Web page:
Mark Kaigwa

Posts Tagged ‘Barbershop’

See No Evil, Taste No Evil, Shave No Evil

In Perspective, Real Talk on May 11, 2009 at 12:27 pm

Every week I head over to Mbugua’s for my ‘cut’ it’s one of the highlight’s of my week. I usually arrive anytime between 8 and 9 PM.  clip_image001

The fluorescent glow seeps through the chicken wire of Mbugua’s barbershop onto the South B’s macadam road. And like flies to a flame, there’s always activity in the busy nano strip-mall of shacks and hutches. As you already know, Mbugua has his place right next to Sam’s. I tried to be diplomatic, going to Sam’s every once in a while, especially when I saw that Mbugua’s place has one or two customers waiting. But great stories and a guaranteed laugh locked me down at the ‘Good Look Barbershop’ for life.

It’s funny because Sam’s is actually a better looking barbershop. It has a better sound system, Mbugua didn’t have one for a while, and the collage of 2 inch-thick boards that separate them don’t do much as soundproofing, so if at Mbugua’s you have the pleasure of sharing Sam’s sound. That’s changed recently, with Mbugua getting his own sounds, but his dreams are still a while away. It’s always interesting trying to have a conversation in between two wanna-be sound systems. As if matatus weren’t bad enough. It makes either for an amusing conversation, or a frustating shouting match.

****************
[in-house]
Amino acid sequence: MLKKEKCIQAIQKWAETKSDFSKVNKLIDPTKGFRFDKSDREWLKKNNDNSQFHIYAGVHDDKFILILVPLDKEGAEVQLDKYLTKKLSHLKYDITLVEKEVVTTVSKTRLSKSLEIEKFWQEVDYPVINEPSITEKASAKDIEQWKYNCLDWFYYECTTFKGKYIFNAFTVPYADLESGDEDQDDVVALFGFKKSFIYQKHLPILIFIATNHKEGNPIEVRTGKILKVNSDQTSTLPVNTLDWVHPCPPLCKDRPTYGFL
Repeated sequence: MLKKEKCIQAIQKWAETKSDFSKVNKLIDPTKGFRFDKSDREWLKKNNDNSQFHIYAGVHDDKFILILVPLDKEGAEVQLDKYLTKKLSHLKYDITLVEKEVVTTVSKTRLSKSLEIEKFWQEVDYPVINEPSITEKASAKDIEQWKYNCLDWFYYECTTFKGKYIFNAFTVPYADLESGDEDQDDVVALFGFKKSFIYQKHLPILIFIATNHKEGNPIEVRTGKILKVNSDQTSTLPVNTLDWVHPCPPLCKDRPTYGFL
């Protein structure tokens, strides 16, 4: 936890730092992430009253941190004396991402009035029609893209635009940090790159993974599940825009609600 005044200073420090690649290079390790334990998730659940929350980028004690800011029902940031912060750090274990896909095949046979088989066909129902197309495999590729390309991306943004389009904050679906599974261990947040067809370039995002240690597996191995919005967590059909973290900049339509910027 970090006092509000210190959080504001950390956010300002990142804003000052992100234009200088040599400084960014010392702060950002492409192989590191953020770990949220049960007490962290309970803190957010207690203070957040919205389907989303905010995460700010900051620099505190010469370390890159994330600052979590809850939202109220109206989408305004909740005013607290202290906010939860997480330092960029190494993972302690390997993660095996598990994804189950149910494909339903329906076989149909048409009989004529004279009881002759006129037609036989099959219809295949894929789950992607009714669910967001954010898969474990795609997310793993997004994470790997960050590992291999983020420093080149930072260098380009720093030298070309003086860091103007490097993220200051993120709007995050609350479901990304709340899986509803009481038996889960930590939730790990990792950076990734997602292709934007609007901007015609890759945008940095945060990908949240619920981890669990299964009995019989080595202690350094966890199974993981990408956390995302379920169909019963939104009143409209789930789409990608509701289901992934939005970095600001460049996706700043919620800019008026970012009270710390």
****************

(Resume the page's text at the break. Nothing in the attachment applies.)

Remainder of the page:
clip_image002So each week I step into his cozy, yet awkwardly leaning barber chair I ready myself to hear what a week he’s had, and what the latest is. This particular time, I found Mbugua at the video library next door to the butchery playing ‘poker’ with a couple guys. (In Kenya people know ‘Crazy Eights’ as ‘Poker’) I take one look at him and thought ‘Wow, things must be going well for him, he’s put on some weight, his face and his cheeks are looking a whole lot rounder’. I watched the game as he ‘ate’ their proceeds. I went ahead of him to wait for him at his place as he wrapped up the game. I hear an outcry that Mbugua has to come back because this guy has no money left. Mbugua had pocketed a cool Ksh. 800 ($10).

Mbugua arrives with an awkward smirk on his face. I took a closer look at his face, and saw some disparity. I couldn’t put my finger on it, but something looked off. I asked Mbugua how he’d been, and staring at his face through the mirror in front of me I realised one side of his face was swollen. He still had this smile on his face, so I didn’t ask, but it was hard not to stare. There was no visible bruising, so I became curious to what might have caused it.

" Mzeiah huskii meno yangu ilikuwa imenisumbua.

(Man, you wouldn’t believe how my tooth was killing me)" He said. "

Sikuwa nikikula, natafuna na side moja.

( I was barely eating; chewing with only one side of my mouth)"

I proceeded to laugh, he says things in such a farcical way I couldn’t help it. It didn’t take long for me to realise this was a bit of a serious moment, but he’s never to be taken too seriously, so I laughed again.

I told him I thought he was doing well for himself, putting on weight. He chuckled. Mbugua said he’d not been able to sleep for nights and had trouble eating, as his face got swollen, and the pain got worse. He found himself in a quandary between removing the tooth ‘kienyeji’, which amounted to removing it himself, or going to a dentist. I kept bursting into laughter as he continued to narrate his experience to me.

" Nilishindwa kulala. Siwezi lalia uso side hii